Subject: Re: IPv6 Comment
To: Mike Cheponis <mac@Wireless.Com>
From: S.P.Zeidler <email@example.com>
Date: 09/01/2000 09:25:40
Thus wrote Mike Cheponis (mac@Wireless.Com):
> This appeared in the Sunday 27 Aug 00 edtion of the San Jose Mercury News.
> of what is called network address translation (NAT). Since 1992, NAT has been
> deployed widely in the Internet. By any market measure, IPv6 completely lost
> out to NAT.
Yeah, that one again .. I work as netmaster in a sizeable European
Local Internet Registry. I actually get to assign addresses, daily.
And I'm boound to RIPE rules which seem to be quite a lot stricter than
ARIN rules, from glancing at databases and current uses of addresses:
NAT has slowed down the need for addresses, but if you connect more
people, concurrently, you need more IP addresses for them. No more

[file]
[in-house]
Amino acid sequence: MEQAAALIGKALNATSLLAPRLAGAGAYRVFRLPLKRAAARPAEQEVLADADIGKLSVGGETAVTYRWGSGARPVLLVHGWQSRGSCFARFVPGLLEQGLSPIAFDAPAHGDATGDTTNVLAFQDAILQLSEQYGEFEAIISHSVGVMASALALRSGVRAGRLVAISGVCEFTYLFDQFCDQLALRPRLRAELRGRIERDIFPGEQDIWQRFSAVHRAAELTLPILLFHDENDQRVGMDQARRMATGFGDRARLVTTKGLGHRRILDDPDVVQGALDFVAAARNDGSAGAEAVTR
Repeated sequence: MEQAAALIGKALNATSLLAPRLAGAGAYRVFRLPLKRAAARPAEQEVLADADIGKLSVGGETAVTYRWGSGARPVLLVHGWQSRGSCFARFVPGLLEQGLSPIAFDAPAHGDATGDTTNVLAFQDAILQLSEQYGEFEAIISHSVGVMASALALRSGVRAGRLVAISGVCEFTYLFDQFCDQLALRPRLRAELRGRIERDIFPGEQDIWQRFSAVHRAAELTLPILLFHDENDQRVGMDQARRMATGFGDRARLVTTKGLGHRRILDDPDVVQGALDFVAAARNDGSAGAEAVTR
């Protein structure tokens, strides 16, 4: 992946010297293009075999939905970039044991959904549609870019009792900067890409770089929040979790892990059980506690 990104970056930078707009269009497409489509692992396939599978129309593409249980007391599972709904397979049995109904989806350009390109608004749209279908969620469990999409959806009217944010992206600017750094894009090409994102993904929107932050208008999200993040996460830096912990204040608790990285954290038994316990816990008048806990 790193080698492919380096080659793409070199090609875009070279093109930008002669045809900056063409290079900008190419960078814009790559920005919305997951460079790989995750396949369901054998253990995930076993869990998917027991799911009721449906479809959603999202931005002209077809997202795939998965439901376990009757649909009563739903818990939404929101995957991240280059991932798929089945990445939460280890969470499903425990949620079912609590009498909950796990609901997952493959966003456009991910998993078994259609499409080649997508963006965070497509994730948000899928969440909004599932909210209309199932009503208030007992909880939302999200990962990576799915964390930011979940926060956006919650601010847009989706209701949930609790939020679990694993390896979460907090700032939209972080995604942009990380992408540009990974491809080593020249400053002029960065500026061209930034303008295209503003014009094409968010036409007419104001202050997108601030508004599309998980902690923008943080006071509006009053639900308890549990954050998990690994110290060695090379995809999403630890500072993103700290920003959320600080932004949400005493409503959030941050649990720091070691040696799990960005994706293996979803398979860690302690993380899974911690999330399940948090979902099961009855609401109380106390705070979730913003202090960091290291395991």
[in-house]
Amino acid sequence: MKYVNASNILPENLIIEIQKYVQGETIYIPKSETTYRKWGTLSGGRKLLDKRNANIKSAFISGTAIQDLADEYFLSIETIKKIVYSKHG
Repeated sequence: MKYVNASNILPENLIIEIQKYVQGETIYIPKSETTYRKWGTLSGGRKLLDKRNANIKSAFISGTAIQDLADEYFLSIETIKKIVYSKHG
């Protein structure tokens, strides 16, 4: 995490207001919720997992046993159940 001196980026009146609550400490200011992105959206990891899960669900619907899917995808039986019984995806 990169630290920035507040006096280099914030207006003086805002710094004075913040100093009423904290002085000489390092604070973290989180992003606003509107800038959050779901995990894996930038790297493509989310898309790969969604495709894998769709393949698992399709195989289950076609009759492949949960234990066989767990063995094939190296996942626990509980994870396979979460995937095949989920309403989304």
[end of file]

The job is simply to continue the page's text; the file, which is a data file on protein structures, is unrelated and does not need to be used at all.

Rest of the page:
addresses for printers and simple workstations in a LAN, and no more
addresses for shared webservers (i.e. forcing name based HTTP1.1) doesn't
mean we aren't going through address space like there's no tomorrow,
because so many -more- people flood on the net, and there's a limit on e.g.
how many shared webservers you can cram on a single system.
Also, I don't know of a single IP hostmaster who isn't sick & tired of
arguing with people about how they can't waste addresses and lay some on
the side for contingencies and pipe dreams either, but that they'll only
get what they actually need.
With IPv6, you positively -wallow- in address space, someone says "here,
this is my name and that's my organisations name, I need IP addresses"
and you drop more addresses on them than they'll ever conceivably be
able to use, no bickering about how one could use NAT and why NAT is not
possible in that situation and if they'll really go from ten servers to a
hundred in a year, just stick your head out and get more addresses than
all of IPv4 contains wound round your neck for that. :-}
Besides, IPv6 also incorporates lots of neat stuff as mandatory that's
a rare option in IPv4, and large installation admins will love it for that
spz (currently proud user of 2001:680:1::/64)
PS: uhm, rant off :-)